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Using Photoshop to analyze x-rays

The Question:
Counting pixels in selections
:
Is there any way that the area within a selection can be measured? We need to compare the size of different density areas on x-rays. Ideally we are hoping to be able to select the two different areas using the magic wand tool, get an idea of the number of pixels in each area,and then produce a percentage as a result. We would be very grateful for any hints you can offer us. Thank you!
About the Diagram:
This is a histogram of a 500 X 60 pixel grayscale gradient from level "1" to level "255"

Our reply to a question sent in by: Emma
 
What a fantastic question! I love it!
   This question got me so curious I spent the next three hours figuring stuff out. I know what you're asking, but I don't know why. I can only speculate. The Histogram dialog gives you everything you want to know, and then some.
   First, you should convert the x-ray to grayscale. (I assume x-rays are grayscale, correct me if I'm wrong.) This rules out color variations from skewing the results.
   In working to answer your question I discovered there really are some ways to have Photoshop help in analyzing such images.
   Let's say a particular "color" or density value in an x-ray means a particular condition.
   First figure out what particular pixel you plan to sample, and what range of similar pixels is appropriate to include in the sampling. Set the Wand tool appropriately.
   You click on a particular gray area with the wand, then pull up the Image > Histogram dialog to get the statistics.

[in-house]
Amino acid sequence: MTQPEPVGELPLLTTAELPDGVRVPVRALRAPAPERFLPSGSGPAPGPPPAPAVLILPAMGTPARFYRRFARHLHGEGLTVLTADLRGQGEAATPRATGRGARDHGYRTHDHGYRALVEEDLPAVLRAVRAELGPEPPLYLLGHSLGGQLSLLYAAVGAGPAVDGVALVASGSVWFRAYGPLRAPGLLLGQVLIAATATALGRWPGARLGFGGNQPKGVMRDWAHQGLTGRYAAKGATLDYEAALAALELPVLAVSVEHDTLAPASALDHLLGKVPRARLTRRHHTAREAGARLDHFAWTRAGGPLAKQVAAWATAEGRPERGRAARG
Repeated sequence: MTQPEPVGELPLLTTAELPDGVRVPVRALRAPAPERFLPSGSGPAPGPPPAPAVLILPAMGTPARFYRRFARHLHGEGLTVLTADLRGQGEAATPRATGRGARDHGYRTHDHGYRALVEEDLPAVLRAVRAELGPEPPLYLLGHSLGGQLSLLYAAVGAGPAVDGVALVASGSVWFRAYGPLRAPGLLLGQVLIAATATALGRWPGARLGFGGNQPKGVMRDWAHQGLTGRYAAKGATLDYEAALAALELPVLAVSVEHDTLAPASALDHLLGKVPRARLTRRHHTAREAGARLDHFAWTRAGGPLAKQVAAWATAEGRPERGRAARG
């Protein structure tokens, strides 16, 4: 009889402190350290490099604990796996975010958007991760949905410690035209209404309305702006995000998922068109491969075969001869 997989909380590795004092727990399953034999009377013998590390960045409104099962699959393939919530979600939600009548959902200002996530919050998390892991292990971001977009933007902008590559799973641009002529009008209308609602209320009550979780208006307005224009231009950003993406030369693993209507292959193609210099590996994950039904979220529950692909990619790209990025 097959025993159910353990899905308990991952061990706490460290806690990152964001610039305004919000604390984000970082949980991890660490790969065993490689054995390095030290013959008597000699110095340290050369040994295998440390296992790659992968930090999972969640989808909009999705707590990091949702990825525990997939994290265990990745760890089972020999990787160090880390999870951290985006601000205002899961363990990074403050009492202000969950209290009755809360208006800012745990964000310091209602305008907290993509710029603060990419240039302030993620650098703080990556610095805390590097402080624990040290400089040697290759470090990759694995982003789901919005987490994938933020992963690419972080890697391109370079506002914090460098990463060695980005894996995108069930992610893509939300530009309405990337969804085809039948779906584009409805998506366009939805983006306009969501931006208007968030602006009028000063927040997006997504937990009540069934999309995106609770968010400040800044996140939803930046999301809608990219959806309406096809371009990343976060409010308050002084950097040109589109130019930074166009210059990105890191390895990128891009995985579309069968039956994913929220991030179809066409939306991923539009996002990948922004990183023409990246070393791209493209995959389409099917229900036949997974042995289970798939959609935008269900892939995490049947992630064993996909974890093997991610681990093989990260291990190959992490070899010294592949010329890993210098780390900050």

(Open Histogram diagram now.)
    Move your mouse very slowly over the lines and you'll see that each vertical row of pixels represents a single level in the selected group of pixels. Theoretically you could assign specific "ailment" to a certain level or groups of levels.
  1. Mean: the average brightness level for all the pixels in the selection
  2. Std Dv: the average difference between the highest and lowest levels
  3. Median: where the exact "middle" of the selected range occurs
  4. Pixels: how many pixels are actually included in that selection
  5. Level: gives you the numeric "level" of any line you hold the cursor over
  6. Count: gives you the number of pixels in the selection which match the selected level
  7. Percentile: how many pixels possess a value darker than the selected one
From that information you could (again, theoretically) build some fairly sophisticated analysis criteria for reading x-rays. But there's so much more information there as well.
Take that to a new level
(No pun intended!) Suppose you've designated which specific levels or ranges of levels represent an ailment or condition or feature in in the patient's x-ray -- for instance bone mass.
   Now you can use the Select > By Color command and select those levels (colors) which stand for the specific data searched for and the Histogram will give you the statistics of the selection. You could fine-tune that to a single value if you wanted to, then run the Histogram for the whole file.
   Once you start playing around with the feature, and doing 'what-if' scenarios it becomes quite interesting. Although I'm sure there's already specialized medical equipment which does the above much faster and much more accurately, this is a pretty neat feature of Photoshop that few people even bother to look at.
   Please let us know if you found this helpful!
 
From Photoshop 911 Case #04/02/2003
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